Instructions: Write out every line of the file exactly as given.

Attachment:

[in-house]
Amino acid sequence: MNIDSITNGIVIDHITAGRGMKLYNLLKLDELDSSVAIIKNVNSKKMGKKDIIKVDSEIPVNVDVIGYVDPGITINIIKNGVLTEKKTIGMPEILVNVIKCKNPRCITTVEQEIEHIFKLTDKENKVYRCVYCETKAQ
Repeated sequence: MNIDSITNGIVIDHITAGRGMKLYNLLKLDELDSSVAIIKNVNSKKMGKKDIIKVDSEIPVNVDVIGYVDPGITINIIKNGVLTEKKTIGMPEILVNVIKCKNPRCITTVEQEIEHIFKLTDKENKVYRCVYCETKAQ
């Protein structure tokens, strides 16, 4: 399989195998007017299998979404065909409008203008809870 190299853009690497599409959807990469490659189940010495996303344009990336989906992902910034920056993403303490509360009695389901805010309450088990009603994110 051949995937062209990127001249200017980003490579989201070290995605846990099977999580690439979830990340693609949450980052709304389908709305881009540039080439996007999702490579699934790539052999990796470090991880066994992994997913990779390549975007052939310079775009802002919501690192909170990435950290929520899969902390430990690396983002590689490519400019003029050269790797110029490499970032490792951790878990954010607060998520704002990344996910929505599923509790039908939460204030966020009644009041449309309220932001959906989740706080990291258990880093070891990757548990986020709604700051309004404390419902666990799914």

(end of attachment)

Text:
[in-house]
Amino acid sequence: MNIDSITNGIVIDHITAGRGMKLYNLLKLDELDSSVAIIKNVNSKKMGKKDIIKVDSEIPVNVDVIGYVDPGITINIIKNGVLTEKKTIGMPEILVNVIKCKNPRCITTVEQEIEHIFKLTDKENKVYRCVYCETKAQ
Repeated sequence: MNIDSITNGIVIDHITAGRGMKLYNLLKLDELDSSVAIIKNVNSKKMGKKDIIKVDSEIPVNVDVIGYVDPGITINIIKNGVLTEKKTIGMPEILVNVIKCKNPRCITTVEQEIEHIFKLTDKENKVYRCVYCETKAQ
């Protein structure tokens, strides 16, 4: 399989195998007017299998979404065909409008203008809870 190299853009690497599409959807990469490659189940010495996303344009990336989906992902910034920056993403303490509360009695389901805010309450088990009603994110 051949995937062209990127001249200017980003490579989201070290995605846990099977999580690439979830990340693609949450980052709304389908709305881009540039080439996007999702490579699934790539052999990796470090991880066994992994997913990779390549975007052939310079775009802002919501690192909170990435950290929520899969902390430990690396983002590689490519400019003029050269790797110029490499970032490792951790878990954010607060998520704002990344996910929505599923509790039908939460204030966020009644009041449309309220932001959906989740706080990291258990880093070891990757548990986020709604700051309004404390419902666990799914």